China’s stock markets have been in free-fall for the past several weeks, reversing tremendous gains over the prior twelve months. The Chinese version of the SEC (CSRC) has intervened, attempting to staunch the slide. The management teams of many local Chinese companies have unilaterally halted trading in their own stocks, adding to the panic that currently prevails. Additionally, the ADRs (American Depository Receipts) of the shares in Chinese tech companies that trade in the U.S. have also fallen pretty sharply.
At my venture capital firm, GGV Capital, we’ve been actively investing in China with a strong local presence for the past 15 years. We’ve backed some of the strongest new-economy Chinese companies that have emerged including Alibaba BABA 1.21% , Qunar QUNR 0.36% and YY YY 0.08% , and our China-based partners have been involved at the earliest stages of other Chinese tech companies such as Baidu BIDU 0.10% and Xiaomi. We’re heavily invested in China and are on the ground to see developments first-hand. We’ve lived through the Internet bubble, SARS and the global financial crisis, to name a few. As a result, I’ve gotten lots of questions recently about what’s going on in China, the prospects for the Chinese economy, and what the impacts might be on the US tech and VC markets. I’ve summarized some of the key elements of the story and my perspective on these questions below.
The Chinese stock market sell off in context
China has several local exchanges. The Shanghai and Shenzhen exchanges (which include “A-Share, Renminbi denominated stocks) are the most developed and include many low-growth, offline-economy, state-owned enterprises (SOEs) with minority stakes that trade publicly. SOEs are often local monopolies. There are also three Nasdaq styled exchanges – the Shenzhen-based Chinext (aka “3rd board), the Beijing based “New Third Board” and the very new “Special Shanghai Board.” These three exchanges have less stringent listing criteria, and include other local companies, many of which are offline-economy focused or niche players with slowing growth. Chinese stocks on all of these exchanges fell steadily for roughly the four years leading up to last summer.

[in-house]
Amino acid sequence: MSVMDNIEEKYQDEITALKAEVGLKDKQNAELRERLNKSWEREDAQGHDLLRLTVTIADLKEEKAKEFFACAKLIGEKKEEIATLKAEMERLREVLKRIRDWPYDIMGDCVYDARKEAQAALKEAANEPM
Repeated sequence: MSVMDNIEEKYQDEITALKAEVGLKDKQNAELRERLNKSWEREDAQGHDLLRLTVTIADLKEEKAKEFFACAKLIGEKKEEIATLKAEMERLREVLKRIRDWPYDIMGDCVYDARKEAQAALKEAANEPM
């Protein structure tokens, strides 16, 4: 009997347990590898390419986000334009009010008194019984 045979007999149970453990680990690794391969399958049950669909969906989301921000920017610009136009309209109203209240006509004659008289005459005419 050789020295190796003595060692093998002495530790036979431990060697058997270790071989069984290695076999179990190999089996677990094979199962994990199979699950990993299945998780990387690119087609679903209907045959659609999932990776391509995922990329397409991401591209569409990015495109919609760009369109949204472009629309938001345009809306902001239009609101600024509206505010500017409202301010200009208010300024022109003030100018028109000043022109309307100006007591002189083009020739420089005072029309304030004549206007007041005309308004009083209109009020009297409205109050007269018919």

Meanwhile, the Chinese economy kept growing and many publicly-listed companies exhibited solid financial performance. As a result, Chinese stocks got cheaper on a multiple basis during this period and started to look more attractive. Eventually a rally ensued, initially based on fundamentals. Subsequently, more liberal government policies, including the enhanced ability for individuals (retail investors) to buy on margin, began to fuel further stock appreciation as investors had access to more capital and a thirst to bet on appreciating equities. This spiraled on itself until roughly one month ago when Chinese stocks began their nose-dive. The surge was meaningful – for example, A-Shares were up on average approximately 140% in the 12 months before the fall of the past 3-4 weeks.
What is the government doing and why?
The government has a priority to build flourishing, open capital markets in China. One important step is to have some of the highest quality Chinese companies trade locally. As local Chinese stocks rallied up until a month ago, an arbitrage window began to open up. Chinese companies trading in the US with ADRs looked like they’d have much higher valuations on Chinese exchanges. As a result, several take-private transactions were announced, where local Chinese funds partnered with management teams and local financial institutions to announce buyout offers for ADR, U.S.-listed Chinese companies, with the ultimate plan of restructuring these companies as onshore Chinese entities and taking them public locally. Given the government’s priority of building out the local Chinese stock markets, I believe there’s tacit support for these types of deals, and many of the U.S.-listed ADRs rallied on rumors of more take-private offers coming.
Now with the local markets in free fall, the Chinese government is more focused in the short term on trying to calm the markets, similar to the moves we’ve seen the U.S. government make in times of local market strife. To date, these moves seem pretty draconian (e.g., unilaterally locking up insiders from selling stock for a long while, closing the IPO window, etc.) and have been ineffective in reversing the slide. Making matters worse, many companies have halted trading in their own stocks, further stoking panic fears among investors who are getting margin calls and needing to find liquidity urgently.